Where will Tucson’s secure food supply come from? Part of the answer lies in places like the River Road Gardens.
Located on four acres of the Tucson Waldorf School on River Road, the River Road Gardens is run by the husband and wife team of Jon McNamara and Emily Mabry. With the help of a full-time Wwoof-er (a world wide program of organic farming apprentices), and help from the CSA members they serve, Jon and Emily tend an acre of plants on a four-acre site owned by the Waldorf School.
Even in 102-degree heat, the Gardens has dozens of long rows of lush vegetables that are being harvested now or in the coming few months. The tallest plants are sunflowers, which provide shade, both within the rows and as personal companions for each of the newly planted fruit trees in the new water-harvesting orchard built by Watershed Management Group volunteers. The farm provides its own compost by operating a series of “windrows” (long compost piles that are turned by a front-end loader). Fighting Bermuda grass is a never-ending battle, but their newest strategy of “solarizing” a bed with transparent plastic seems to keep the enemy under control.
Like most farming these days, the farm itself doesn’t fully cover all the costs of living. But the opportunity to work outside, confront and meet challenges, be your own bosses, and have the satisfaction of feeding Tucsonans fresh, GMO-free food makes it worth the effort.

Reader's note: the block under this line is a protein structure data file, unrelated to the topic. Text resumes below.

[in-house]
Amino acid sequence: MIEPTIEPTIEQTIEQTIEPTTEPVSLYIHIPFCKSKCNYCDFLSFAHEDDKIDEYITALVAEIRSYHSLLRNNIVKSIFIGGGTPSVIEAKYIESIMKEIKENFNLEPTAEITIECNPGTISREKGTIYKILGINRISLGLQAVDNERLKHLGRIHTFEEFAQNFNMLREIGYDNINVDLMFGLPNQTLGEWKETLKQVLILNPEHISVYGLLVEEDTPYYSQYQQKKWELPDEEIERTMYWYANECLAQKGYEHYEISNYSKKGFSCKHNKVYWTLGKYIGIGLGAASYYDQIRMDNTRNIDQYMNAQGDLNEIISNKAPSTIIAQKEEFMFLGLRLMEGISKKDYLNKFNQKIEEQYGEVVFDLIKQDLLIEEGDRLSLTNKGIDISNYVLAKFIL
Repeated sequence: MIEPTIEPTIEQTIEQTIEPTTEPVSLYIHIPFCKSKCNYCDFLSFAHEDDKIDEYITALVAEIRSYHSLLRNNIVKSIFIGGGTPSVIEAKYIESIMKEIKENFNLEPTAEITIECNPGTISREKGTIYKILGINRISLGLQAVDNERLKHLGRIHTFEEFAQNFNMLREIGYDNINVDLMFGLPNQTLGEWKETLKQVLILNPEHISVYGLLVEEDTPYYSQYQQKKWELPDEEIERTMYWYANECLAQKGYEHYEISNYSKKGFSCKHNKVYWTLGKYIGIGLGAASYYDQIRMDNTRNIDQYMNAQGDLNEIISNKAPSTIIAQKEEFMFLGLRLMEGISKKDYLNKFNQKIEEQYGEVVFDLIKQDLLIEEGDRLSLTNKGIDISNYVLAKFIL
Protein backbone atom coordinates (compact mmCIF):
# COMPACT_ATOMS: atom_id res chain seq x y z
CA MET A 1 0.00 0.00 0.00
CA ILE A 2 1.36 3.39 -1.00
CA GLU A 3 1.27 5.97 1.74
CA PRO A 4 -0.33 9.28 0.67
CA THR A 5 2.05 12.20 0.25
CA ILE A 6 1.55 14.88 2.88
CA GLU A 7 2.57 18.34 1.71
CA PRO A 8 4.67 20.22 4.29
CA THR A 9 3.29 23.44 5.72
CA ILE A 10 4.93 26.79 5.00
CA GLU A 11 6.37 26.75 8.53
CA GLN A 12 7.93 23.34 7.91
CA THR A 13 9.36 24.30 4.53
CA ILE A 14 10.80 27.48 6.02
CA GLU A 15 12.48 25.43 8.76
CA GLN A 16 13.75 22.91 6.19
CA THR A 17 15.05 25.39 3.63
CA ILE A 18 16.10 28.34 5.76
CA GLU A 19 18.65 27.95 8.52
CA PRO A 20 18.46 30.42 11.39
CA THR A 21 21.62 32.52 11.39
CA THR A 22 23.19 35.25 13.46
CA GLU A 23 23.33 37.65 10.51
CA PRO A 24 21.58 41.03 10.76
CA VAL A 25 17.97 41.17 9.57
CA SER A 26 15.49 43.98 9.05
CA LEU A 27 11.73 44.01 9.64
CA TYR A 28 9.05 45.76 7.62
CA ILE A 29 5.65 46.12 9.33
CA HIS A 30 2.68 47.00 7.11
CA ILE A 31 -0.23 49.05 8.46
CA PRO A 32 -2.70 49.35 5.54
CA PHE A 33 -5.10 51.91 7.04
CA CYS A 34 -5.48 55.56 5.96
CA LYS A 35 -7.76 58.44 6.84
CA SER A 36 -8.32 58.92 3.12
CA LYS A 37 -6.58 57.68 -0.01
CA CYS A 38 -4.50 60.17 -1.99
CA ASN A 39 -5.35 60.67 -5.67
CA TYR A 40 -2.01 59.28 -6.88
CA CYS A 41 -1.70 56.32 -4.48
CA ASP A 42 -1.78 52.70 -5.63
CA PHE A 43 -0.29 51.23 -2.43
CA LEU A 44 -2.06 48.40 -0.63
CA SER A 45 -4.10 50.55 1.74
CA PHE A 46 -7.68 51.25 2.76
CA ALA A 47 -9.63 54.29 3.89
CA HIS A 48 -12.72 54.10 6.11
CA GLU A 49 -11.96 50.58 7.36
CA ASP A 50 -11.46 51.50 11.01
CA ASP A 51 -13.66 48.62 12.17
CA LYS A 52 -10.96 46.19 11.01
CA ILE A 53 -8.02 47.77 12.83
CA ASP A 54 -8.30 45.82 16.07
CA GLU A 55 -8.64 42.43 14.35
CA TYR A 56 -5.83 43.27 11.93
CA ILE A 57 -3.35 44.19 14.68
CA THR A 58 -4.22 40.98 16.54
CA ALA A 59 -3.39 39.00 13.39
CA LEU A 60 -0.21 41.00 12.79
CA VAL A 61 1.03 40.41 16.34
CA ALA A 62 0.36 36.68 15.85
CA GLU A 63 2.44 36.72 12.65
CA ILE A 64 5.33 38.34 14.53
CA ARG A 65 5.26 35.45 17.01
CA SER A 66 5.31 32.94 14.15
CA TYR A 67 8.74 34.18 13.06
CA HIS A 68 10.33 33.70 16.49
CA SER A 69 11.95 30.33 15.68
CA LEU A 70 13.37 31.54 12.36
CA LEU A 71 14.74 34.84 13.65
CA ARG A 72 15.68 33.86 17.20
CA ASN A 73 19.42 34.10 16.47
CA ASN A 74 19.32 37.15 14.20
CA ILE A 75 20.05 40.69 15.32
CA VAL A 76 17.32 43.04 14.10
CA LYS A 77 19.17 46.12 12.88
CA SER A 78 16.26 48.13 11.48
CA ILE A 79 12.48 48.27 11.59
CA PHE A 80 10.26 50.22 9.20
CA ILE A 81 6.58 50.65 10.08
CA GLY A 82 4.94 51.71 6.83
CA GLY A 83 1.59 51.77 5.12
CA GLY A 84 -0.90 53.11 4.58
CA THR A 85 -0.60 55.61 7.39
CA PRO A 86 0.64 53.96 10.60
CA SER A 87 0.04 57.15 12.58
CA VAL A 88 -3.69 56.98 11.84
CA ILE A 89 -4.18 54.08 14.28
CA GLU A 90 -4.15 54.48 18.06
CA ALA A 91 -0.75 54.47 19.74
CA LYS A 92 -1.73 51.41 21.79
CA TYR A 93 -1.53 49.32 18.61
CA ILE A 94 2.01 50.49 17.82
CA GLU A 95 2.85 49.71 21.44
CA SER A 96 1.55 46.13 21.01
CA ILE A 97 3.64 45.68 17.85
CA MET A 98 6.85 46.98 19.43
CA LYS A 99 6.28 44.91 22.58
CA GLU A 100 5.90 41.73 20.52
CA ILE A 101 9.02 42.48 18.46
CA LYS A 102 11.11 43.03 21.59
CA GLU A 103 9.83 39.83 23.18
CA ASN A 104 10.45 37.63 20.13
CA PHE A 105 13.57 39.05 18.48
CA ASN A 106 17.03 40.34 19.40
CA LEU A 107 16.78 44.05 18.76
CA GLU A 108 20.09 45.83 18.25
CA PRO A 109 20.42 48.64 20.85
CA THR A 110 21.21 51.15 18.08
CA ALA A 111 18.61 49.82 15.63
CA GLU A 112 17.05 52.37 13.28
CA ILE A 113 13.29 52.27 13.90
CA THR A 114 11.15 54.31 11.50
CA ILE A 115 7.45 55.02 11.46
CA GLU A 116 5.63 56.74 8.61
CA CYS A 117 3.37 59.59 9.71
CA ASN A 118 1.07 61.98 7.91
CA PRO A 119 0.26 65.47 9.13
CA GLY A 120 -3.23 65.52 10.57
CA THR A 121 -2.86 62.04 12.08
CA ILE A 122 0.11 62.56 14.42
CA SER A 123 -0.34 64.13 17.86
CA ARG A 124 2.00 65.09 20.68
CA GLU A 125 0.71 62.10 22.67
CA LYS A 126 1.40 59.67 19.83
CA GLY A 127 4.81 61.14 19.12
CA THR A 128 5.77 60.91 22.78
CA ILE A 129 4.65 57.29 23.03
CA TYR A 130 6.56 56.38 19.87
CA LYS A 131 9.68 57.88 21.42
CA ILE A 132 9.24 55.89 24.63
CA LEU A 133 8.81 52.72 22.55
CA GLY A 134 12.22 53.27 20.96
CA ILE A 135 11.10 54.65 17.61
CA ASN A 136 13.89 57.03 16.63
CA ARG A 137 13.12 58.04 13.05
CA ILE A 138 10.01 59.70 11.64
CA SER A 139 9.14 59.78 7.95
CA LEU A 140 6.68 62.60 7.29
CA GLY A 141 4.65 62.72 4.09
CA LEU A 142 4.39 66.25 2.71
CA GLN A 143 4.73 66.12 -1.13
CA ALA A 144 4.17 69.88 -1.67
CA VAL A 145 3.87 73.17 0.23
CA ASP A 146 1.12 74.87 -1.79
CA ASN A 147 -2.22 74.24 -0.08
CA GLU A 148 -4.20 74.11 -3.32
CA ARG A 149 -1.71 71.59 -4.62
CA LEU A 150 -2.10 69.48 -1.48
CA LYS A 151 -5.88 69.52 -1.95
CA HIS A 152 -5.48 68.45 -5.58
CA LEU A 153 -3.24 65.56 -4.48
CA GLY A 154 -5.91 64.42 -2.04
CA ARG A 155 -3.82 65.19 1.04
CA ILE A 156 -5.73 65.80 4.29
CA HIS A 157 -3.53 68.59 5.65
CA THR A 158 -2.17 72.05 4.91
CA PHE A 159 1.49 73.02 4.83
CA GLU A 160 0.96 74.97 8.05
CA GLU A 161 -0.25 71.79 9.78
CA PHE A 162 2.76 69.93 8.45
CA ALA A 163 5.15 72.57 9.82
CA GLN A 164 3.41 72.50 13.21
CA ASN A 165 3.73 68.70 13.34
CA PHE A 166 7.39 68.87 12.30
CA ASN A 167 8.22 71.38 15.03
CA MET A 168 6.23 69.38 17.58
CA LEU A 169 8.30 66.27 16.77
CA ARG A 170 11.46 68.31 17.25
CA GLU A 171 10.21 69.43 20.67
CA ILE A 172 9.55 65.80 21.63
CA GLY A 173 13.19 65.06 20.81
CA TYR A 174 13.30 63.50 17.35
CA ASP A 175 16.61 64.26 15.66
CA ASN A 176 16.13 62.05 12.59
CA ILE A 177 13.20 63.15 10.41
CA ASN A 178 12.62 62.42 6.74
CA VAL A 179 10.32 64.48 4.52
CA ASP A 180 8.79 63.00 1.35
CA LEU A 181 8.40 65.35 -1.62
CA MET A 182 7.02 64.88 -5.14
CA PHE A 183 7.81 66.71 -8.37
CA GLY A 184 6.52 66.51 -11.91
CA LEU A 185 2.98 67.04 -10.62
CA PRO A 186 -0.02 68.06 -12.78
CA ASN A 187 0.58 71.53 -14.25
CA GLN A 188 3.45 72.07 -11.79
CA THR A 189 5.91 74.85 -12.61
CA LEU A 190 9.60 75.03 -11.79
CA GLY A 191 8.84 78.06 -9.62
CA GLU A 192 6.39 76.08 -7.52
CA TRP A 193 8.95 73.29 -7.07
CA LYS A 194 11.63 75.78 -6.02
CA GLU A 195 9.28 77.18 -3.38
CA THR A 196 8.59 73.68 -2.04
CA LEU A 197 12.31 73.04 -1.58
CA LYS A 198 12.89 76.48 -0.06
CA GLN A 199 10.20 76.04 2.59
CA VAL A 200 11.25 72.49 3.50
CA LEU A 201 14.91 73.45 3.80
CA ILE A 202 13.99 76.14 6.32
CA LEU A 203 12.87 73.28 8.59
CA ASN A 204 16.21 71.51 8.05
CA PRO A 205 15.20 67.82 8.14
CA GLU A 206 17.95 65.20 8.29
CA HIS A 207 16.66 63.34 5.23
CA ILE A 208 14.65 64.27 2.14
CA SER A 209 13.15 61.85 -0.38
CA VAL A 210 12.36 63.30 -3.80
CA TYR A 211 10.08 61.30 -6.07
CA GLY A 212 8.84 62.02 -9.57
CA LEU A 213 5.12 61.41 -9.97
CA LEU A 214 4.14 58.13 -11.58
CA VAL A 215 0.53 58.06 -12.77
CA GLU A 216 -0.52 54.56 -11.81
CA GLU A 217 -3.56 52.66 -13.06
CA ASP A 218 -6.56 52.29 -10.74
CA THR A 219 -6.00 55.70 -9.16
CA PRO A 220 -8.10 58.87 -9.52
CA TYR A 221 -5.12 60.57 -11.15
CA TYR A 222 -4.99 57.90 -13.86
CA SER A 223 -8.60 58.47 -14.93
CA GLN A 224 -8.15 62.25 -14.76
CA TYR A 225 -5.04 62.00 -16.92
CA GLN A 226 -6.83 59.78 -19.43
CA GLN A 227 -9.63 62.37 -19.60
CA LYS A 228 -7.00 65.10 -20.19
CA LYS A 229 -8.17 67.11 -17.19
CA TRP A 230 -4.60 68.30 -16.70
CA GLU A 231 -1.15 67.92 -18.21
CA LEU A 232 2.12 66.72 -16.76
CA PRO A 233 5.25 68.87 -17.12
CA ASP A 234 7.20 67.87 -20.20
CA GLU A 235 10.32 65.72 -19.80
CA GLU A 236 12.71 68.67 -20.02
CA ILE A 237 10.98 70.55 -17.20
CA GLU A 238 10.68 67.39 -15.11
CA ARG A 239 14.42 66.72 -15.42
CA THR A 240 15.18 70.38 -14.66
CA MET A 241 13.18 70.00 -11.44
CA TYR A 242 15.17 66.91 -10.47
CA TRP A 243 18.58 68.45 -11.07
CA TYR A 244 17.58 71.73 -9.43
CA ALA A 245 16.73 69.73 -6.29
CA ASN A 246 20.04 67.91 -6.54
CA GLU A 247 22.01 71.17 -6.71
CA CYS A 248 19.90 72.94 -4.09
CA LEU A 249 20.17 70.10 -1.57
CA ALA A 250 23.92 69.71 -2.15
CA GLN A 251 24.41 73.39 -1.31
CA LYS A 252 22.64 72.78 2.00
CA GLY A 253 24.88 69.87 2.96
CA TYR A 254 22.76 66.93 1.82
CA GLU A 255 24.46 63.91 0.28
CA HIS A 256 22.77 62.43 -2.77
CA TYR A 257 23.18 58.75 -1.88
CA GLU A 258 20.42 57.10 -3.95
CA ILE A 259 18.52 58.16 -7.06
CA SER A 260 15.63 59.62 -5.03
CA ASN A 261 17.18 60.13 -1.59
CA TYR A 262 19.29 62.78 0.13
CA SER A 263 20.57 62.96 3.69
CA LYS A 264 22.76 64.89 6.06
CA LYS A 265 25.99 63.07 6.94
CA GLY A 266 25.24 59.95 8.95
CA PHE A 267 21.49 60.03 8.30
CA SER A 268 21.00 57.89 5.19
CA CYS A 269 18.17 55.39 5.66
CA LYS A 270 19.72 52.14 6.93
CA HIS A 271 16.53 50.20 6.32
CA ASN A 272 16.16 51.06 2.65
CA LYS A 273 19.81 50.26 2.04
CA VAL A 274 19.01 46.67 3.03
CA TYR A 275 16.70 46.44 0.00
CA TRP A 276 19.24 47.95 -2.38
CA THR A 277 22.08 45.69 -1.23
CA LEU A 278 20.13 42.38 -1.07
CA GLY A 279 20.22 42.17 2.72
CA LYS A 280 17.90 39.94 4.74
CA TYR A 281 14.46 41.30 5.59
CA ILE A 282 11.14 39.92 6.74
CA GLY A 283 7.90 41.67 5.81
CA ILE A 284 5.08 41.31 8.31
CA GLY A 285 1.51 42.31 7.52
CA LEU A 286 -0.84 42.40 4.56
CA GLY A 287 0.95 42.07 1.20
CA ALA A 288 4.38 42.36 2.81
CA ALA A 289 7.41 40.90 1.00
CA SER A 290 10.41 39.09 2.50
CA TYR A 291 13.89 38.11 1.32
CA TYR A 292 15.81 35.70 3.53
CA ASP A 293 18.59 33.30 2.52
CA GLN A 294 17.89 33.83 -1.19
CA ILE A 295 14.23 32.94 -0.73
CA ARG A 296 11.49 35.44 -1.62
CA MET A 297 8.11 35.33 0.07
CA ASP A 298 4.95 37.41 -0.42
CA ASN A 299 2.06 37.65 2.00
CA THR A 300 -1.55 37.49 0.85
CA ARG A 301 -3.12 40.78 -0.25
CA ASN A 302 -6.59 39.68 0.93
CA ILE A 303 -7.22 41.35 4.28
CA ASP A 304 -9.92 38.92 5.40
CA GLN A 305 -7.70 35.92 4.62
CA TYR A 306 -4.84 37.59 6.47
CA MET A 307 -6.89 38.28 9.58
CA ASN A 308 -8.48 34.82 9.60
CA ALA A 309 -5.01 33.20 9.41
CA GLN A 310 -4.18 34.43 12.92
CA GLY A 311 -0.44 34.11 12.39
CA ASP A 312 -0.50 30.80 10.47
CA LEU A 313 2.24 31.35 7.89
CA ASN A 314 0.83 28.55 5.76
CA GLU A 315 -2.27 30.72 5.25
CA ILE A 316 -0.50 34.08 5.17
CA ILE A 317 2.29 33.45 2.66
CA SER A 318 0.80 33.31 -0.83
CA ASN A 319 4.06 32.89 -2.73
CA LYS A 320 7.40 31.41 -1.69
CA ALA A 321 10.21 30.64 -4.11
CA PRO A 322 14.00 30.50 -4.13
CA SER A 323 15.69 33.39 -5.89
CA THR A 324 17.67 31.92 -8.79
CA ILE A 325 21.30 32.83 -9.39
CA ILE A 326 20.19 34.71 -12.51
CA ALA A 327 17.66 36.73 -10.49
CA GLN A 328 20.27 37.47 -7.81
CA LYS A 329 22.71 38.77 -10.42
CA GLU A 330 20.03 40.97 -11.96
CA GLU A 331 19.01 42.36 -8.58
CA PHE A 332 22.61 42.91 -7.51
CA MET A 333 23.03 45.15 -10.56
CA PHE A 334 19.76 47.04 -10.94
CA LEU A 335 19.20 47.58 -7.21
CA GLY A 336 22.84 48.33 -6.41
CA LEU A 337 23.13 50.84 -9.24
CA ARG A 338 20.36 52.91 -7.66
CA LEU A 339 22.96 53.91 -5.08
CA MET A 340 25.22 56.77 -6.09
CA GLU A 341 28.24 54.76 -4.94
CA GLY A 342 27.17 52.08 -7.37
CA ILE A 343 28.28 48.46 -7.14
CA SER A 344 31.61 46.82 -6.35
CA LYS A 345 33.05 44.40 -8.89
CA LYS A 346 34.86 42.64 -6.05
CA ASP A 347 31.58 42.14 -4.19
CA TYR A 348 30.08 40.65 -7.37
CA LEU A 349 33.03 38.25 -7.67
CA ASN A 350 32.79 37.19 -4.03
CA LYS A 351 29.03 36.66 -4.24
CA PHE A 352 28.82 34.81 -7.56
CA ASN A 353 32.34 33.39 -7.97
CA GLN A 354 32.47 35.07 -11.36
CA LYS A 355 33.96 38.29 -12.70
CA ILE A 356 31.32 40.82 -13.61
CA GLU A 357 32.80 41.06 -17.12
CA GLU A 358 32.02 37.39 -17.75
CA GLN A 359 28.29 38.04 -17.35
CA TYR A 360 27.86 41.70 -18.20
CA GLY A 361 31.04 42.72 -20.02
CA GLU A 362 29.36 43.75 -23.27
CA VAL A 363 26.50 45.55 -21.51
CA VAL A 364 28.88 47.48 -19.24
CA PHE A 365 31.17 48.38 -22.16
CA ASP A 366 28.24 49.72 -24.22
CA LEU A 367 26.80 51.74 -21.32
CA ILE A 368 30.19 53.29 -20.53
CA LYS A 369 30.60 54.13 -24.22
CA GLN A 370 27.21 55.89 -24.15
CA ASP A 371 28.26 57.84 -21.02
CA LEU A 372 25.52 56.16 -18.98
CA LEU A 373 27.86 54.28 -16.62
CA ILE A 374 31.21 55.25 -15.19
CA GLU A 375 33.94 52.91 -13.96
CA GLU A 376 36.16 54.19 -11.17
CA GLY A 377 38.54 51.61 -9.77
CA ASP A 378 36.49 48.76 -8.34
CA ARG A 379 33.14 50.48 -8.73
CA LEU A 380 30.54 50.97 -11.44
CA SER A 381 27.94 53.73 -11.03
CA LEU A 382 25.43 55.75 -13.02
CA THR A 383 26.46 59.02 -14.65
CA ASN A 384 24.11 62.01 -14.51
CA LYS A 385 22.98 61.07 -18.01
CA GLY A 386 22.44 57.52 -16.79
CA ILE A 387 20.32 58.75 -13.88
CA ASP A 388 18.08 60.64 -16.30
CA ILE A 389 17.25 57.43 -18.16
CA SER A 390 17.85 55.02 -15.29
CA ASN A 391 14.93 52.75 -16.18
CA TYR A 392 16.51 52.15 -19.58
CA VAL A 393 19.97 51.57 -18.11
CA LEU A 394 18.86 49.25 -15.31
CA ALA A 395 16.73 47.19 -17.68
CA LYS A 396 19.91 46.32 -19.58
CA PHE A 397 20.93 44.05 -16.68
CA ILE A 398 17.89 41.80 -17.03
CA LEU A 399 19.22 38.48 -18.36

So what do the 65 families of the River Road Gardens CSA get? Whatever’s in season, of course. Unlike most places, Tucson can grow food year-round. This month, members will receive: kale, salad mix, onions, garlic, peppers, egg plant, potatoes, tomatoes, cucumbers, and okra.
The key question is: What will it take to have more small urban farms like River Road Gardens?
According to Jon, there are a few key bottlenecks that are keeping them from serving 100 families and making a decent wage for all their hard work:
- People power is certainly a big issue, including providing housing. Even though River Road Gardens is in the urban area, the Gardens is rural enough that inexpensive housing is not available in the immediate area, and there is no bus service.
- Access to legal food processing facilities called commercial kitchens. Processed food, which includes washing and cutting, can’t be sold or given to others without meeting health codes in approved facilities. Unfortunately, there are only a few such facilities in Tucson, and most of them are taken up by food trucks. More processing facilities would allow for higher value products with higher return for the farmer.
- Insufficient CSA members. Competition with subsidized imported food keeps the number of Community Supported Agriculture members down. Food freshness and availability, concerns for food security, and the rise of an indigenous cuisine are all factors that influence how many people buy local.
Tucson gets enough rainfall to support 10s of thousands of acres of urban farms. It’s the other things get in the way.
Attending: Mark Higgins, Gary Vender, Javier Lopez, Sheryl Joy, Judith Mattson, Paula Schlusberg, Norman Soifer, Crystal Soifer, Kefin Hendrix, Camille Kershner, Jazz Dolan, Sean Herman, Leslie Hunten, Terry Anderson, Sofia Angkasa, Chris Breckenfeld, Don Breckenfeld, Erica Hernandez, Richard Roati, Tres English